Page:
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Lakshya Sen, Saina Nehwal Lose; Home Challenge Ends at India Open

Defending champion Lakshya Sen suffered a heartbreak, going down narrowly to world number 20 Rasmus Gemke of Denmark in the second round as the Indian ended at the Yonex-Sunrise India Open here on Thursday. World no. 12 Sen reduced an 8-14 deficit in the decider to 13-14 after losing the second game but couldn’t go the distance, losing 21-16 15-21 18-21 to Gemke in a match that lasted an hour and 21 minutes at the IG stadium. Reigning champions in men’s doubles, Satwiksairaj Rankireddy and Chirag Shetty, who had come into the tournament after a semifinal finish at Malaysia Super 1000 last week, withdrew from the tournament after the former suffered a hip injury ahead of their second-round clash.

London Games bronze medallist Saina Nehwal also found the going tough against Olympic champion Chen Yufei, surrendering meekly 9-21 12-21 in just 32 minutes to draw curtains on India’s campaign at the Super 750 tournament.

Earlier, Commonwealth Games bronze medallists Gayatri Gopichand and Treesa Jolly lost 9-21 16-21 to sixth-seeded Chinese Zhang Shu Xian and Zheng Yu in women’s doubles pre-quarterfinals.

The rising men’s doubles pair of Krishna Prasad Garaga and Vishnuvardhan Goud Panjala also was no match for China’s Liang Wei Keng and Wang Chang, going down 14-21 10-21 in 33 minutes.

Sen was favourite to win the match, having won the last two encounters against Gemke but the Indian couldn’t find his ‘A’ game when it mattered as the Dane showed better alertness and control to come up trumps.

The match started on an even knell with the two engaging in long rallies. Both played high tosses and clears, and waited to put away weak returns.

Sen produced some sensational smashes and soft taps at the net to zoom ahead at 17-12 after the two were locked 9-9 at one stage.

A cross-court smash and a drop gave Sen six game points. He converted on the third opportunity to earn the bragging rights.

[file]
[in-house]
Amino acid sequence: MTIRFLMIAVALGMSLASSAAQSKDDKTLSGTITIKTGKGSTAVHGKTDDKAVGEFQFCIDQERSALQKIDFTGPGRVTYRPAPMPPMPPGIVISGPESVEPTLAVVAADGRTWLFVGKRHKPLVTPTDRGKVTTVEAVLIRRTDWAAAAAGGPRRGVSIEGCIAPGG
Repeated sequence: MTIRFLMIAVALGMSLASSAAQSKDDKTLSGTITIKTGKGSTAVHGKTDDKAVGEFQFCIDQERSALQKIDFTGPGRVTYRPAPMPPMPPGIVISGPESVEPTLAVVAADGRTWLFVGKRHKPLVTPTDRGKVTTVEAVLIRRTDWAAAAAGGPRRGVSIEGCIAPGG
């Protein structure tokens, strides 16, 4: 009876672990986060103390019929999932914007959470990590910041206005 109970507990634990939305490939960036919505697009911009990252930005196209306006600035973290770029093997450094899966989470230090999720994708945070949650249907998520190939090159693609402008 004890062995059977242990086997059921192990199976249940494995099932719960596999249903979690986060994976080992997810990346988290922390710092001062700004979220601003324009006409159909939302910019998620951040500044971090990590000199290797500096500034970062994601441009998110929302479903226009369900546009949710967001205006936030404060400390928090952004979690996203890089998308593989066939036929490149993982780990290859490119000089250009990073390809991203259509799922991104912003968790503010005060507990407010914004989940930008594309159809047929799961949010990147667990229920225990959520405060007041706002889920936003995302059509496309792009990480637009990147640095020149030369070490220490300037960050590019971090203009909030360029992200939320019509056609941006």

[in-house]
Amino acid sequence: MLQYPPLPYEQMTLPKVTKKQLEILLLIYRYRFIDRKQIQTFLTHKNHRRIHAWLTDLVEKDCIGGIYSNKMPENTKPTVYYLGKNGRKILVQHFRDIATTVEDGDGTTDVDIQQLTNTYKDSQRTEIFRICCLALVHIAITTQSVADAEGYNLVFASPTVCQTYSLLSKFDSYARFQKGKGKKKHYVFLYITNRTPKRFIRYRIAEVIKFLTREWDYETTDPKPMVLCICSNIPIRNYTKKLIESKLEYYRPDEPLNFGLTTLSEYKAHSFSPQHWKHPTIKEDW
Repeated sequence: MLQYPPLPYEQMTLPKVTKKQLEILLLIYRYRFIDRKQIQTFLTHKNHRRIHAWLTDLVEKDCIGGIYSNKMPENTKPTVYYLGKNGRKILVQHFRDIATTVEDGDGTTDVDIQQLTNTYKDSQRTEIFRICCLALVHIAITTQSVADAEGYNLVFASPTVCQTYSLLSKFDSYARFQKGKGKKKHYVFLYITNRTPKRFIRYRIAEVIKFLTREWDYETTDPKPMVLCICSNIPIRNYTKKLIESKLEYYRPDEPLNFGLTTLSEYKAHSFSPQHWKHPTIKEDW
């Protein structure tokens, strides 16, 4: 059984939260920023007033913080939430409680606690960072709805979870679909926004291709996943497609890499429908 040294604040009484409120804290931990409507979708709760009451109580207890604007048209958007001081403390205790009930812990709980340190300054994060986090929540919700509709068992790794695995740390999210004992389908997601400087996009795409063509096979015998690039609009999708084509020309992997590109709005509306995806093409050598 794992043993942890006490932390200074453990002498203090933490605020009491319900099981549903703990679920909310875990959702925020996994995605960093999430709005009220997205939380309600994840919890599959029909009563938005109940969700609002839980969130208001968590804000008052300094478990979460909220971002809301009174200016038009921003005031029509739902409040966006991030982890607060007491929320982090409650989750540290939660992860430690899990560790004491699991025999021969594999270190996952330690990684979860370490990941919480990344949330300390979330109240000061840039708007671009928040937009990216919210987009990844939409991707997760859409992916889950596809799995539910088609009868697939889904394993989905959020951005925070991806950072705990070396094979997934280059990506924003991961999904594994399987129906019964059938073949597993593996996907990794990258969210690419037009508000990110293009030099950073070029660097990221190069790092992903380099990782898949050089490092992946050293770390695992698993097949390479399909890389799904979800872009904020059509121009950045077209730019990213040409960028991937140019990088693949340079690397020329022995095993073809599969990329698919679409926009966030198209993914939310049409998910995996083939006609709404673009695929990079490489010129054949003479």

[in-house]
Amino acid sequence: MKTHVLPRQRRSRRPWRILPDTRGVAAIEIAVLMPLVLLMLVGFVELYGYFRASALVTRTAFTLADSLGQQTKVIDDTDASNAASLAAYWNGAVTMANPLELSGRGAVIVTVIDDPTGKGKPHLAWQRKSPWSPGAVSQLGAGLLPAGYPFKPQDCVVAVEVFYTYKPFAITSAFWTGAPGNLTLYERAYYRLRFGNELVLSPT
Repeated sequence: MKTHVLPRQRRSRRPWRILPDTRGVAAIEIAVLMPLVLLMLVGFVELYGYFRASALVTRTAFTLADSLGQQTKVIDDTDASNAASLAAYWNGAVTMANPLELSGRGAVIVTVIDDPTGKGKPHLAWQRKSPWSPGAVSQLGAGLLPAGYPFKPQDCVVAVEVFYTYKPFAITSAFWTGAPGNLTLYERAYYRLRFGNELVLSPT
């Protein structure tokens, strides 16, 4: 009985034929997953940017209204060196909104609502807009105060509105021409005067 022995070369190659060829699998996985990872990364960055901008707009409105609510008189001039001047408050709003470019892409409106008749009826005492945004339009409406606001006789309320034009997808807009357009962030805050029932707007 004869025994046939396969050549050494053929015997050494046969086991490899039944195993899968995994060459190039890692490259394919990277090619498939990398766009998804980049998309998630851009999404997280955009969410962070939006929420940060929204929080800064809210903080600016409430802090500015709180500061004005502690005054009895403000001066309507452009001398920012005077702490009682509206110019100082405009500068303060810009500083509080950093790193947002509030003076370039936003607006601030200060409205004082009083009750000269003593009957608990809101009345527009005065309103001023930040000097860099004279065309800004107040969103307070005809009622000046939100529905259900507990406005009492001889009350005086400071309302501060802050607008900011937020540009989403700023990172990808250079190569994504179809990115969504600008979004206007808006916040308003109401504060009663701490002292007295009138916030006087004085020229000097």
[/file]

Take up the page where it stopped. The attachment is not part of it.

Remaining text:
However, Sen was a touch off in his precision after the change of sides, allowing his opponent to open up a slender 7-5 lead. Gemke slowed down the game and soon the Indian was left to do the catch-up job. Gemke maintained his two-point advantage at the break before moving to 14-10 after winning a controversial point. Sen’s shot missed the backline but the Indian protested as he felt it had touched his opponent’s hand while landing outside.

Soon it turned 16-10 as Sen looked a bit dazed.

Thereafter, Sen sprayed the net twice before producing two precise cross-court returns. But he missed the line again as Gemke held six-game point and converted when the Indian went wide again.

Sen had a poor start in the decider as his unforced errors allowed Gemke to open up an 8-1 lead.

The Indian then sent one looping over his rival’s head and another one away at the forehand corner, much to the cheers of the crowd to recover to 6-8.

His backhand blocks and forehand low returns reaped dividends but an alert Gemke managed to grab a four-point cushion at the interval.

On resumption, Sen again committed two silly errors as Gemke led 14-8 after unleashing a precise smash.

Sen brought out his trademark hop smashes to put pressure on Gemke, who sprayed wide and at net as the Indian made it 13-14. The Indian kept fighting, producing another sensational shot before losing a long rally as Gemke led 18-15.

Two precise smashes from Sen on his rival’s forehand kept him in the hunt but he served out and then smashed one out as Gemke grabbed two match points and converted it when the Indian erred again.

“It is a disappointing start in the decider, going 1-8 down is not acceptable. I played well to cover up the game but it was not enough in the end. I think few decisions here and there and I could have played more bravely in the end but a silly error in the end,” a disappointed Sen said.

“It is hard to take, I was this close. I am feeling really bad about the last point. I was trying something new because my strategy was not working but I should have played with more patience.

“I wasn’t not getting the rhythm in the third game. He was playing better length in the second and third games, so I was not able to finish the shuttle faster. The lead helped him to play flashy in a few points. As I was under pressure, my rally game was not patient enough.” Gemke will now take on top seed and compatriot Viktor Axelsen, who outwitted China’s Shi Yu Qi 21-16 16-21 21-9.

Also advancing to the next round were fourth seed Jonatan Christie of Indonesia, third seed Loh Kean Yew of Singapore and fifth seed Chou Tien Chen of Chinese Taipei in men’s singles.

Top seed Akane Yamaguchi of Japan, Spaniard Carolina Marin and He Bingjiao of China also made it to the quarters in women’s singles.

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